OK. Here’s a good down-to-earth feeling to start with. I feel fat.
I feel guilty too. A large cinnamon roll after lunch and a bowl of ice cream after dinner. I also bought a box of See’s candies on my trip to the mall yesterday. I couldn’t help it. I wanted to taste sweetness – delicious, delightful gifts to myself. Why should that be bad?
I feel like I’m middle aged now. I’ve got that middle-age pooch in my belly. The one I thought I’d never have. Afterall, I had been known far and wide for my flat stomach! Yes, I’m being facetious in order to point out the ridiculousness that is generated around woman and her body image. In my mind I imagine that my flat stomach had been noted by all, just as I now imagine that my pooch is being noted by all. Ludicrous when you really allow yourself to feel it. You see, I couldn’t perceive the silliness of it all until I was honest about how I felt and then fully felt it. I also physically felt the changes in my belly and lived through the discomfort of letting it go – letting it fall outside the boundary lines of that perfect and socially acceptable place for bellies to be; letting it pooch. Ahhhh. Natural. What a concept.
I’m learning how to be OK with it in the privacy of my own room, in front of my mirror. I’ll still suck my tummy in from time to time on those special public occasions when I must not reveal the horrors of my changing body and when I don’t actually need to breathe. Oh please. What occasion would that be? Let it go. All of these horrific expectations of a woman’s body must go!
My body is amazing. Honestly speaking, I love it. It doesn’t match runway models. So what? My body is for me. It’s not for a man, and it’s not for the fashion world. It’s mine. It’s my job to settle in and feel comfortable with it wherever we’re at. I’ve noticed that if I don’t love my body, it stops communicating with me in subtle ways and turns to alarming announcements when something is out of balance. I prefer loving my body and hearing her memos in soft, gentle whispers when something needs to be changed in my choice of diet, exercise, rest or communication.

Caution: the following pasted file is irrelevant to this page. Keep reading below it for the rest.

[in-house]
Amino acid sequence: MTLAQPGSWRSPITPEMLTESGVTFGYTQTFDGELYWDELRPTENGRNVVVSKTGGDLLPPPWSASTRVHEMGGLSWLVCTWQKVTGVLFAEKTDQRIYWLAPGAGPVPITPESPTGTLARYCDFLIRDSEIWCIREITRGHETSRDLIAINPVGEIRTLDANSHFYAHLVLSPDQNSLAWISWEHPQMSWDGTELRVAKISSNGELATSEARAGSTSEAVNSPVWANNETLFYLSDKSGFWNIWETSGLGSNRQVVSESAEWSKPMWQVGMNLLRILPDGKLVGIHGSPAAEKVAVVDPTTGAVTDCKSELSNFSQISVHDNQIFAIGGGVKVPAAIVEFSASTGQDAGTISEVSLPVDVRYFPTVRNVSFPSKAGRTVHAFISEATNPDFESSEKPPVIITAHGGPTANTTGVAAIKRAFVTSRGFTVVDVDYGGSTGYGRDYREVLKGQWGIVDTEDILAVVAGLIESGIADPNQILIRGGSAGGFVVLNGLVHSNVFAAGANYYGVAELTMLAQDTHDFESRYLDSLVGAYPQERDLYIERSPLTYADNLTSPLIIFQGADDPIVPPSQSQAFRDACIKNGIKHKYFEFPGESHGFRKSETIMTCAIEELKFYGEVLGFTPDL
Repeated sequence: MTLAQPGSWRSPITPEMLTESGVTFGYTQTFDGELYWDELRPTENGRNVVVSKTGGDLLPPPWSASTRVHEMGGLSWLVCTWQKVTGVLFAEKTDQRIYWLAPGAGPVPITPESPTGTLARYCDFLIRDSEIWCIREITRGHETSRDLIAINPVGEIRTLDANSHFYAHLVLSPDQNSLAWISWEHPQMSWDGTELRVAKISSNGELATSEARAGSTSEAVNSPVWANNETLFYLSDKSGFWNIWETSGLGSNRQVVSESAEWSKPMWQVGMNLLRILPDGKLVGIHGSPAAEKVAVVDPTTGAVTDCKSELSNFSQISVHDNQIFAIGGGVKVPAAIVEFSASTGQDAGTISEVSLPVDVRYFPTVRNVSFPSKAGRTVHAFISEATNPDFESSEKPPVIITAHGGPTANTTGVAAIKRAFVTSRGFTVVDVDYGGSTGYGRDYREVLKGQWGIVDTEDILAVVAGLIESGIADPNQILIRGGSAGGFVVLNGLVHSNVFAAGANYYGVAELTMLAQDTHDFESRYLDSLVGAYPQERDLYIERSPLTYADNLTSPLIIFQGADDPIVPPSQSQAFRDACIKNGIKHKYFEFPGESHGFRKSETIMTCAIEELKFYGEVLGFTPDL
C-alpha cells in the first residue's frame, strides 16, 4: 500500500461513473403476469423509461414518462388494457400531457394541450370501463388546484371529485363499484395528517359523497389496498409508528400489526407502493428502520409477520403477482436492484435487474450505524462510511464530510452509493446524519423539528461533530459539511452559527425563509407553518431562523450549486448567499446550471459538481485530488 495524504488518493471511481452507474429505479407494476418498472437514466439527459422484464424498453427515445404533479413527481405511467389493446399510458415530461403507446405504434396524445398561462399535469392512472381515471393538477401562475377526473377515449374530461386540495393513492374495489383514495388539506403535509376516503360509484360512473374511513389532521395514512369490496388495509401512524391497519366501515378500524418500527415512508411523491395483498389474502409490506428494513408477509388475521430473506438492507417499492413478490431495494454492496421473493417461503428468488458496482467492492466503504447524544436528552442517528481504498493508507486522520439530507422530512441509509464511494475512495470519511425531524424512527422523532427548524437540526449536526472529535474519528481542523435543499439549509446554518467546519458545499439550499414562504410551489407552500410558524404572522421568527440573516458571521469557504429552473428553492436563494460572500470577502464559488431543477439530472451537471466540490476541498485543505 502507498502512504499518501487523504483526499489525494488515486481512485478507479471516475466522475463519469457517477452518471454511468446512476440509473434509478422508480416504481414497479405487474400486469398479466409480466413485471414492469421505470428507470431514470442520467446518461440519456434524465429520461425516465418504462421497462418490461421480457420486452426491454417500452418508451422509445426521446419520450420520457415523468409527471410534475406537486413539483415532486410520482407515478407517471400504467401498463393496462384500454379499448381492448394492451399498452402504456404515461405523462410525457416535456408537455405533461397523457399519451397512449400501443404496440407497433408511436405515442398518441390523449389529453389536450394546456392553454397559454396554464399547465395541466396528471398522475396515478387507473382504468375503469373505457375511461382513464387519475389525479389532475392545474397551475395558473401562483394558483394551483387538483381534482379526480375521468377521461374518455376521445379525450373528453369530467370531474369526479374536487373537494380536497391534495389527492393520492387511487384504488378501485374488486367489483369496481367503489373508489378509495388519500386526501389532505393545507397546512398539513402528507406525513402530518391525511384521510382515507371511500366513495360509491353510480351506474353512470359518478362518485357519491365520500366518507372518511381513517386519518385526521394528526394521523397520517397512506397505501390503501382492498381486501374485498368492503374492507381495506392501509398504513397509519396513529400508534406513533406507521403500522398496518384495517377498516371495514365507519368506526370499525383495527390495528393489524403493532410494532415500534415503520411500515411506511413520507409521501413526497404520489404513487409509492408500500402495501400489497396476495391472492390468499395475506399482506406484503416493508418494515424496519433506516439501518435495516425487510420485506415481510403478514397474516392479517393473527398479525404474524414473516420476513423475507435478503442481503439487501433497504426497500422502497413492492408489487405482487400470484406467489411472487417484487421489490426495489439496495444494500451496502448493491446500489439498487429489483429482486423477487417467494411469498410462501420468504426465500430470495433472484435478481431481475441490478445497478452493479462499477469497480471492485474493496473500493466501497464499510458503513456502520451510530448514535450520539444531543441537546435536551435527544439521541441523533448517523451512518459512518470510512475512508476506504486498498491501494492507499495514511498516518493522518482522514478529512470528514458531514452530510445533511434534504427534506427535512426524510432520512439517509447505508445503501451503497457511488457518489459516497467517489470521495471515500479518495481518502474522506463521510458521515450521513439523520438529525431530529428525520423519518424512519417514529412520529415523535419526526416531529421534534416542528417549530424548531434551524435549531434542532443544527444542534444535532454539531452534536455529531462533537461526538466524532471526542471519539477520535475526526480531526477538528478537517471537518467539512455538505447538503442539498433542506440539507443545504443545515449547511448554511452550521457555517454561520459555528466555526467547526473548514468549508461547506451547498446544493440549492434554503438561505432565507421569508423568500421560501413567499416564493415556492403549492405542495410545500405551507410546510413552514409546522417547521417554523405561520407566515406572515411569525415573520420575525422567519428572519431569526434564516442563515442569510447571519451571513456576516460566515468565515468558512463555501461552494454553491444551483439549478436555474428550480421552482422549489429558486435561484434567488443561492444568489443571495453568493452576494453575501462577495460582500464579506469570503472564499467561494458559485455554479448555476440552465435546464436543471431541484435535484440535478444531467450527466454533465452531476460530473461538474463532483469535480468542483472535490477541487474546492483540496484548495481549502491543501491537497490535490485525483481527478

The body obviously has its own language – feelings and sensations. In my experience, it takes time to re-learn the language of the body – both speaking and reading – and to bring the body back into the picture as an equal partner in this Earth life. The sensory language of the body becomes more clear when I’ve done my ‘Feelings Aloud’ work. Afterall, if I don’t know what I feel, I can’t always feel what I know. I’ve learned that the body’s wisdom falls under the header of ‘knowing feeling’, and ‘knowing feeling’ is imperceptible if one is stuffing, hiding or ‘sucking in’ honest feelings. I say let your feelings and your body breathe. The resulting long-term gifts far outweigh the superficial gains of outer appearances.
I’m healthy in this now moment. I have found what my body enjoys in exercise and movement, as well as diet and nutrition. If my body needs to expand my belly for whatever reason, I say – you do what you need to do. And if I need to taste a little extra sweetness here and there, I say – I’ll do what I need to do.
Question for Channeled Guidance: When I tap into the collective pain of women, just around body image alone, I am overwhelmed. What can we as women do to feel better about ourselves and our bodies – just the way they are?